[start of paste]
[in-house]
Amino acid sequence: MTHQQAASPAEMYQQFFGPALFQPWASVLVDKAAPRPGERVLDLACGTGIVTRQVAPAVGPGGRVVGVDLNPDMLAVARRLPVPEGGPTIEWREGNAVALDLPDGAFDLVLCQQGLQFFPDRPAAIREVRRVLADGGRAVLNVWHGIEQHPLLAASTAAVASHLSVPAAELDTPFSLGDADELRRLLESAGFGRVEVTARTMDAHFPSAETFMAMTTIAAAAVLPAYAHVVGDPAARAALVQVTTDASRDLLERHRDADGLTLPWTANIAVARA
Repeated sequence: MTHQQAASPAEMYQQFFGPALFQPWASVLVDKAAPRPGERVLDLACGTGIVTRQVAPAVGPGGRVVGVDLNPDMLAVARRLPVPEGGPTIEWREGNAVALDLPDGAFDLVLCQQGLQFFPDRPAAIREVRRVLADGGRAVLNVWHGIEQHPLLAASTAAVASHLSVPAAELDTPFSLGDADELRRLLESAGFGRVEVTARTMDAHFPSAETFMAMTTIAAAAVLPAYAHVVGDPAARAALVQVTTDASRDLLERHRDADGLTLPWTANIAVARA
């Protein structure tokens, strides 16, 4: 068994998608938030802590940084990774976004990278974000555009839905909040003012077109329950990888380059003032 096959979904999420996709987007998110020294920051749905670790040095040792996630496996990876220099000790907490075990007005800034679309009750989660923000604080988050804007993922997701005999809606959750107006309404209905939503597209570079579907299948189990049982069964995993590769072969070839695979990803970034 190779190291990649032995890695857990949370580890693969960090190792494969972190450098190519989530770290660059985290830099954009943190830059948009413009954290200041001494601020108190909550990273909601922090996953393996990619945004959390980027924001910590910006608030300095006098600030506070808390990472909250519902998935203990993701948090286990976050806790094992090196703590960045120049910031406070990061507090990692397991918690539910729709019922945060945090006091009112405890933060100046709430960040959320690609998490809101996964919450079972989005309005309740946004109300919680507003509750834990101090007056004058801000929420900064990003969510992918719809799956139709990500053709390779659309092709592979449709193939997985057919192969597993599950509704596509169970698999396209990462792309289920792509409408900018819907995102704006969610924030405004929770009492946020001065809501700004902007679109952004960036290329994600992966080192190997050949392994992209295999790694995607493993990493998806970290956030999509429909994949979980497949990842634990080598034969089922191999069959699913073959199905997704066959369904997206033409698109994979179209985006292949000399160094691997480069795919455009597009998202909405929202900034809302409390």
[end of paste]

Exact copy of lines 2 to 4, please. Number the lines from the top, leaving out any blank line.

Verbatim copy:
Amino acid sequence: MTHQQAASPAEMYQQFFGPALFQPWASVLVDKAAPRPGERVLDLACGTGIVTRQVAPAVGPGGRVVGVDLNPDMLAVARRLPVPEGGPTIEWREGNAVALDLPDGAFDLVLCQQGLQFFPDRPAAIREVRRVLADGGRAVLNVWHGIEQHPLLAASTAAVASHLSVPAAELDTPFSLGDADELRRLLESAGFGRVEVTARTMDAHFPSAETFMAMTTIAAAAVLPAYAHVVGDPAARAALVQVTTDASRDLLERHRDADGLTLPWTANIAVARA
Repeated sequence: MTHQQAASPAEMYQQFFGPALFQPWASVLVDKAAPRPGERVLDLACGTGIVTRQVAPAVGPGGRVVGVDLNPDMLAVARRLPVPEGGPTIEWREGNAVALDLPDGAFDLVLCQQGLQFFPDRPAAIREVRRVLADGGRAVLNVWHGIEQHPLLAASTAAVASHLSVPAAELDTPFSLGDADELRRLLESAGFGRVEVTARTMDAHFPSAETFMAMTTIAAAAVLPAYAHVVGDPAARAALVQVTTDASRDLLERHRDADGLTLPWTANIAVARA
């Protein structure tokens, strides 16, 4: 068994998608938030802590940084990774976004990278974000555009839905909040003012077109329950990888380059003032 096959979904999420996709987007998110020294920051749905670790040095040792996630496996990876220099000790907490075990007005800034679309009750989660923000604080988050804007993922997701005999809606959750107006309404209905939503597209570079579907299948189990049982069964995993590769072969070839695979990803970034 190779190291990649032995890695857990949370580890693969960090190792494969972190450098190519989530770290660059985290830099954009943190830059948009413009954290200041001494601020108190909550990273909601922090996953393996990619945004959390980027924001910590910006608030300095006098600030506070808390990472909250519902998935203990993701948090286990976050806790094992090196703590960045120049910031406070990061507090990692397991918690539910729709019922945060945090006091009112405890933060100046709430960040959320690609998490809101996964919450079972989005309005309740946004109300919680507003509750834990101090007056004058801000929420900064990003969510992918719809799956139709990500053709390779659309092709592979449709193939997985057919192969597993599950509704596509169970698999396209990462792309289920792509409408900018819907995102704006969610924030405004929770009492946020001065809501700004902007679109952004960036290329994600992966080192190997050949392994992209295999790694995607493993990493998806970290956030999509429909994949979980497949990842634990080598034969089922191999069959699913073959199905997704066959369904997206033409698109994979179209985006292949000399160094691997480069795919455009597009998202909405929202900034809302409390």